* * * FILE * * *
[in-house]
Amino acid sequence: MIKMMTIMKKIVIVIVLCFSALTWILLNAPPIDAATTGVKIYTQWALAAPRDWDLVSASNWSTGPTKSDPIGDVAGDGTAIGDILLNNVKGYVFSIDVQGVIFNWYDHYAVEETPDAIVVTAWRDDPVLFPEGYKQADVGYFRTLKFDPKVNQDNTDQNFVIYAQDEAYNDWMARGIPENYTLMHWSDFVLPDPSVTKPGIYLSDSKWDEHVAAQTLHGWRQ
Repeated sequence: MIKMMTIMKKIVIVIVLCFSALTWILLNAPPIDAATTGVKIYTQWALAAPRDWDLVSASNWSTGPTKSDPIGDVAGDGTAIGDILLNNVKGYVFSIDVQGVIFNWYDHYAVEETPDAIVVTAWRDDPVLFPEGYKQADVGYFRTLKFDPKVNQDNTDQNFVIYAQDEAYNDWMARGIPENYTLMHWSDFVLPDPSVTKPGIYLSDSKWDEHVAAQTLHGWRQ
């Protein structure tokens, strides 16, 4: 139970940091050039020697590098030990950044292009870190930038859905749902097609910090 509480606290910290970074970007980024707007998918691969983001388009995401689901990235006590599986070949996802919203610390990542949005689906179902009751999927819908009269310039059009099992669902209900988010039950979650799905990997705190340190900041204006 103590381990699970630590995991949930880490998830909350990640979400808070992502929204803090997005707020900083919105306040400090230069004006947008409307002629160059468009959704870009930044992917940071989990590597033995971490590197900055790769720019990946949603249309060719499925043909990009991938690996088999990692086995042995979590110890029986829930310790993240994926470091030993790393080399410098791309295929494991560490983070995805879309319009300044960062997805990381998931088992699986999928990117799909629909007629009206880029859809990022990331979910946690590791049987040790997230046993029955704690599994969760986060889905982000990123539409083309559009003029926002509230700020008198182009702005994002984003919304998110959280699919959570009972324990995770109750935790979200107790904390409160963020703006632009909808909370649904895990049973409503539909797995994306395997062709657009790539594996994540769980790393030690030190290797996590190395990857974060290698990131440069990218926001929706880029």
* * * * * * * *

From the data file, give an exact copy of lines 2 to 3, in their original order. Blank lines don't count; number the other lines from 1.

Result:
Amino acid sequence: MIKMMTIMKKIVIVIVLCFSALTWILLNAPPIDAATTGVKIYTQWALAAPRDWDLVSASNWSTGPTKSDPIGDVAGDGTAIGDILLNNVKGYVFSIDVQGVIFNWYDHYAVEETPDAIVVTAWRDDPVLFPEGYKQADVGYFRTLKFDPKVNQDNTDQNFVIYAQDEAYNDWMARGIPENYTLMHWSDFVLPDPSVTKPGIYLSDSKWDEHVAAQTLHGWRQ
Repeated sequence: MIKMMTIMKKIVIVIVLCFSALTWILLNAPPIDAATTGVKIYTQWALAAPRDWDLVSASNWSTGPTKSDPIGDVAGDGTAIGDILLNNVKGYVFSIDVQGVIFNWYDHYAVEETPDAIVVTAWRDDPVLFPEGYKQADVGYFRTLKFDPKVNQDNTDQNFVIYAQDEAYNDWMARGIPENYTLMHWSDFVLPDPSVTKPGIYLSDSKWDEHVAAQTLHGWRQ